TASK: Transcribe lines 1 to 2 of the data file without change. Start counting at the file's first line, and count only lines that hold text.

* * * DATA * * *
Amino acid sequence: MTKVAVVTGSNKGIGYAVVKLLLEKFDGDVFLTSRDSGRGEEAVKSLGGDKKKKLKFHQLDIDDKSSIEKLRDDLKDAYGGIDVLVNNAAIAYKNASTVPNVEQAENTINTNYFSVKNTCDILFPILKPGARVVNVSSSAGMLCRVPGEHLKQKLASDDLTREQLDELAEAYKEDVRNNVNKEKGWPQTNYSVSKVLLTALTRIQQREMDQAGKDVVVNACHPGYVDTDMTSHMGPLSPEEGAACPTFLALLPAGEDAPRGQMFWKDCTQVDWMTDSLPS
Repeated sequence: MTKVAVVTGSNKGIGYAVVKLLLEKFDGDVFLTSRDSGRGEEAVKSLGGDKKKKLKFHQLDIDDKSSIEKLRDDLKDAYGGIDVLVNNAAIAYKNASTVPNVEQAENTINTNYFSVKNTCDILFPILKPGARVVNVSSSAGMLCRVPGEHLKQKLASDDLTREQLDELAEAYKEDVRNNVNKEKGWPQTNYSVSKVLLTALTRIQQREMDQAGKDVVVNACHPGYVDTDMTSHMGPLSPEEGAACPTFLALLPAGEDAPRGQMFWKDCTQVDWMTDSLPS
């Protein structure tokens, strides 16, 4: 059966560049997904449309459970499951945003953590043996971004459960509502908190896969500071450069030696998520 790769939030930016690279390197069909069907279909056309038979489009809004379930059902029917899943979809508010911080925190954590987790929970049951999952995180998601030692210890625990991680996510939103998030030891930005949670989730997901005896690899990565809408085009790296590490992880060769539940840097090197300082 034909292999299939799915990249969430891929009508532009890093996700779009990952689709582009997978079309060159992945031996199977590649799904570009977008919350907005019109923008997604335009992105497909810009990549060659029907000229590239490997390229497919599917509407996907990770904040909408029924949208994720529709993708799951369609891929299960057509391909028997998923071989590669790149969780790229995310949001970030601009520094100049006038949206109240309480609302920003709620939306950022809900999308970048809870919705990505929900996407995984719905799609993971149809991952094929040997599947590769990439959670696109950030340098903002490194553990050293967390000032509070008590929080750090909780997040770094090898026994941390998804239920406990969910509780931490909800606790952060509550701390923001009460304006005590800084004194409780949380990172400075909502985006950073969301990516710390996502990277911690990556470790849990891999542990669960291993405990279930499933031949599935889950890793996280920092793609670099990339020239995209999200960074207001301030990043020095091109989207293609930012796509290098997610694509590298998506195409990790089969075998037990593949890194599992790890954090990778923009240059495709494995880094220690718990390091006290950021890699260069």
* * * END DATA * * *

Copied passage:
Amino acid sequence: MTKVAVVTGSNKGIGYAVVKLLLEKFDGDVFLTSRDSGRGEEAVKSLGGDKKKKLKFHQLDIDDKSSIEKLRDDLKDAYGGIDVLVNNAAIAYKNASTVPNVEQAENTINTNYFSVKNTCDILFPILKPGARVVNVSSSAGMLCRVPGEHLKQKLASDDLTREQLDELAEAYKEDVRNNVNKEKGWPQTNYSVSKVLLTALTRIQQREMDQAGKDVVVNACHPGYVDTDMTSHMGPLSPEEGAACPTFLALLPAGEDAPRGQMFWKDCTQVDWMTDSLPS
Repeated sequence: MTKVAVVTGSNKGIGYAVVKLLLEKFDGDVFLTSRDSGRGEEAVKSLGGDKKKKLKFHQLDIDDKSSIEKLRDDLKDAYGGIDVLVNNAAIAYKNASTVPNVEQAENTINTNYFSVKNTCDILFPILKPGARVVNVSSSAGMLCRVPGEHLKQKLASDDLTREQLDELAEAYKEDVRNNVNKEKGWPQTNYSVSKVLLTALTRIQQREMDQAGKDVVVNACHPGYVDTDMTSHMGPLSPEEGAACPTFLALLPAGEDAPRGQMFWKDCTQVDWMTDSLPS